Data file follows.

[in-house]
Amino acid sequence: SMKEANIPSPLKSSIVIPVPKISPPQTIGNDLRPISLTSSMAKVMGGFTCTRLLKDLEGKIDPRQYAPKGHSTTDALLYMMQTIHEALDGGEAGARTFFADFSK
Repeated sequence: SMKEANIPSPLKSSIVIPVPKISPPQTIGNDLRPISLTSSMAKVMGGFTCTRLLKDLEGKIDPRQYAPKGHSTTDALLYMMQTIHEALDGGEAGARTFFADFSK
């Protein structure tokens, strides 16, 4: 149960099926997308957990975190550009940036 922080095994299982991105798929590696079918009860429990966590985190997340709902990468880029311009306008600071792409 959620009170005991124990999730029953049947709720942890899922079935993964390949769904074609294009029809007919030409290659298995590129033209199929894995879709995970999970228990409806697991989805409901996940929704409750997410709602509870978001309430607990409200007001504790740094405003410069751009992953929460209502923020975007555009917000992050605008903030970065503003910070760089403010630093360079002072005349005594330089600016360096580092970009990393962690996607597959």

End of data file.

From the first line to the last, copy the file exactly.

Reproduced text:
[in-house]
Amino acid sequence: SMKEANIPSPLKSSIVIPVPKISPPQTIGNDLRPISLTSSMAKVMGGFTCTRLLKDLEGKIDPRQYAPKGHSTTDALLYMMQTIHEALDGGEAGARTFFADFSK
Repeated sequence: SMKEANIPSPLKSSIVIPVPKISPPQTIGNDLRPISLTSSMAKVMGGFTCTRLLKDLEGKIDPRQYAPKGHSTTDALLYMMQTIHEALDGGEAGARTFFADFSK
């Protein structure tokens, strides 16, 4: 149960099926997308957990975190550009940036 922080095994299982991105798929590696079918009860429990966590985190997340709902990468880029311009306008600071792409 959620009170005991124990999730029953049947709720942890899922079935993964390949769904074609294009029809007919030409290659298995590129033209199929894995879709995970999970228990409806697991989805409901996940929704409750997410709602509870978001309430607990409200007001504790740094405003410069751009992953929460209502923020975007555009917000992050605008903030970065503003910070760089403010630093360079002072005349005594330089600016360096580092970009990393962690996607597959």